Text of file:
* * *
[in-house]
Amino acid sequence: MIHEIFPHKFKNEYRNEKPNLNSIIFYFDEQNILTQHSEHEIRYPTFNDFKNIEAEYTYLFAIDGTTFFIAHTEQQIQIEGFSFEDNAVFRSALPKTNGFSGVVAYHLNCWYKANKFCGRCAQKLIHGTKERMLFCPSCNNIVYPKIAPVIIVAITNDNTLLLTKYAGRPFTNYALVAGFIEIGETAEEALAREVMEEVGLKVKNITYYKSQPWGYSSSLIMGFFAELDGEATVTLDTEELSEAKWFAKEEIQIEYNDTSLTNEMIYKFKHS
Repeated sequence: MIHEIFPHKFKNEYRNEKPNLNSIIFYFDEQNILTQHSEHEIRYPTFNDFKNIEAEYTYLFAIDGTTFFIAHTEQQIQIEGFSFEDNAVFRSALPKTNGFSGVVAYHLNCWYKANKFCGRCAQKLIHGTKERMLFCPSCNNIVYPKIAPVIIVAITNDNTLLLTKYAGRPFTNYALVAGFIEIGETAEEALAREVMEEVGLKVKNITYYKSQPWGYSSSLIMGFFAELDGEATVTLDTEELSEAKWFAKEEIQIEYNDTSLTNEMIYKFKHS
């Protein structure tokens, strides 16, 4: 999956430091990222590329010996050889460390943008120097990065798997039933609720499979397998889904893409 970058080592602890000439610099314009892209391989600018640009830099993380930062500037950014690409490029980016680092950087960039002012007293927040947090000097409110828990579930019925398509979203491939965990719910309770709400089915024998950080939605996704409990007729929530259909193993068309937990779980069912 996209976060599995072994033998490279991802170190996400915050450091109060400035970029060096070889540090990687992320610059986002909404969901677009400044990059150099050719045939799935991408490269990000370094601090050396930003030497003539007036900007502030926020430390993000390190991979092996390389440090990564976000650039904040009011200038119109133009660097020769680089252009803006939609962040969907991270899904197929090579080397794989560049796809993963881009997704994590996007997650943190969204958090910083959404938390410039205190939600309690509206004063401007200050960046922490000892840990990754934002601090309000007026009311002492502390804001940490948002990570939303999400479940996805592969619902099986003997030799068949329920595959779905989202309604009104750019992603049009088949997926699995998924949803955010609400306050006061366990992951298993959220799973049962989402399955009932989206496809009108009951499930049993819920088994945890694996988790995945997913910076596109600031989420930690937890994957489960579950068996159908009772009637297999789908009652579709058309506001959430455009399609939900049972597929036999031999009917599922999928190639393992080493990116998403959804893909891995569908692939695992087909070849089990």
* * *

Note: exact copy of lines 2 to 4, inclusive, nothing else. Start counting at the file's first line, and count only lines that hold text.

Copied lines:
Amino acid sequence: MIHEIFPHKFKNEYRNEKPNLNSIIFYFDEQNILTQHSEHEIRYPTFNDFKNIEAEYTYLFAIDGTTFFIAHTEQQIQIEGFSFEDNAVFRSALPKTNGFSGVVAYHLNCWYKANKFCGRCAQKLIHGTKERMLFCPSCNNIVYPKIAPVIIVAITNDNTLLLTKYAGRPFTNYALVAGFIEIGETAEEALAREVMEEVGLKVKNITYYKSQPWGYSSSLIMGFFAELDGEATVTLDTEELSEAKWFAKEEIQIEYNDTSLTNEMIYKFKHS
Repeated sequence: MIHEIFPHKFKNEYRNEKPNLNSIIFYFDEQNILTQHSEHEIRYPTFNDFKNIEAEYTYLFAIDGTTFFIAHTEQQIQIEGFSFEDNAVFRSALPKTNGFSGVVAYHLNCWYKANKFCGRCAQKLIHGTKERMLFCPSCNNIVYPKIAPVIIVAITNDNTLLLTKYAGRPFTNYALVAGFIEIGETAEEALAREVMEEVGLKVKNITYYKSQPWGYSSSLIMGFFAELDGEATVTLDTEELSEAKWFAKEEIQIEYNDTSLTNEMIYKFKHS
């Protein structure tokens, strides 16, 4: 999956430091990222590329010996050889460390943008120097990065798997039933609720499979397998889904893409 970058080592602890000439610099314009892209391989600018640009830099993380930062500037950014690409490029980016680092950087960039002012007293927040947090000097409110828990579930019925398509979203491939965990719910309770709400089915024998950080939605996704409990007729929530259909193993068309937990779980069912 996209976060599995072994033998490279991802170190996400915050450091109060400035970029060096070889540090990687992320610059986002909404969901677009400044990059150099050719045939799935991408490269990000370094601090050396930003030497003539007036900007502030926020430390993000390190991979092996390389440090990564976000650039904040009011200038119109133009660097020769680089252009803006939609962040969907991270899904197929090579080397794989560049796809993963881009997704994590996007997650943190969204958090910083959404938390410039205190939600309690509206004063401007200050960046922490000892840990990754934002601090309000007026009311002492502390804001940490948002990570939303999400479940996805592969619902099986003997030799068949329920595959779905989202309604009104750019992603049009088949997926699995998924949803955010609400306050006061366990992951298993959220799973049962989402399955009932989206496809009108009951499930049993819920088994945890694996988790995945997913910076596109600031989420930690937890994957489960579950068996159908009772009637297999789908009652579709058309506001959430455009399609939900049972597929036999031999009917599922999928190639393992080493990116998403959804893909891995569908692939695992087909070849089990």